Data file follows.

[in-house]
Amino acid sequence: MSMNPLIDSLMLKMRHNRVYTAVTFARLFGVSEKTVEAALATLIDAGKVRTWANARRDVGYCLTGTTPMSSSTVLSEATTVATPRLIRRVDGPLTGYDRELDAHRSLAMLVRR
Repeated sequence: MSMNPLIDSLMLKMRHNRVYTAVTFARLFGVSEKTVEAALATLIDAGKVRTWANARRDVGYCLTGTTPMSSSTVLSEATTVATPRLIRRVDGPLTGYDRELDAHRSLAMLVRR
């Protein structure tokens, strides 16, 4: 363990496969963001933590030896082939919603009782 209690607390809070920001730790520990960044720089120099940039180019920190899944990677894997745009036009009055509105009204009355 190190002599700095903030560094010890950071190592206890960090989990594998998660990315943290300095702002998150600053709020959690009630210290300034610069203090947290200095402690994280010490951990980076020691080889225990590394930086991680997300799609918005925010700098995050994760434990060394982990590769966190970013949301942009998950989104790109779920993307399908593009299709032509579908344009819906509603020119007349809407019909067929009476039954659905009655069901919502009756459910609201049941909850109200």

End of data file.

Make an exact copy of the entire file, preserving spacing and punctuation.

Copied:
[in-house]
Amino acid sequence: MSMNPLIDSLMLKMRHNRVYTAVTFARLFGVSEKTVEAALATLIDAGKVRTWANARRDVGYCLTGTTPMSSSTVLSEATTVATPRLIRRVDGPLTGYDRELDAHRSLAMLVRR
Repeated sequence: MSMNPLIDSLMLKMRHNRVYTAVTFARLFGVSEKTVEAALATLIDAGKVRTWANARRDVGYCLTGTTPMSSSTVLSEATTVATPRLIRRVDGPLTGYDRELDAHRSLAMLVRR
């Protein structure tokens, strides 16, 4: 363990496969963001933590030896082939919603009782 209690607390809070920001730790520990960044720089120099940039180019920190899944990677894997745009036009009055509105009204009355 190190002599700095903030560094010890950071190592206890960090989990594998998660990315943290300095702002998150600053709020959690009630210290300034610069203090947290200095402690994280010490951990980076020691080889225990590394930086991680997300799609918005925010700098995050994760434990060394982990590769966190970013949301942009998950989104790109779920993307399908593009299709032509579908344009819906509603020119007349809407019909067929009476039954659905009655069901919502009756459910609201049941909850109200």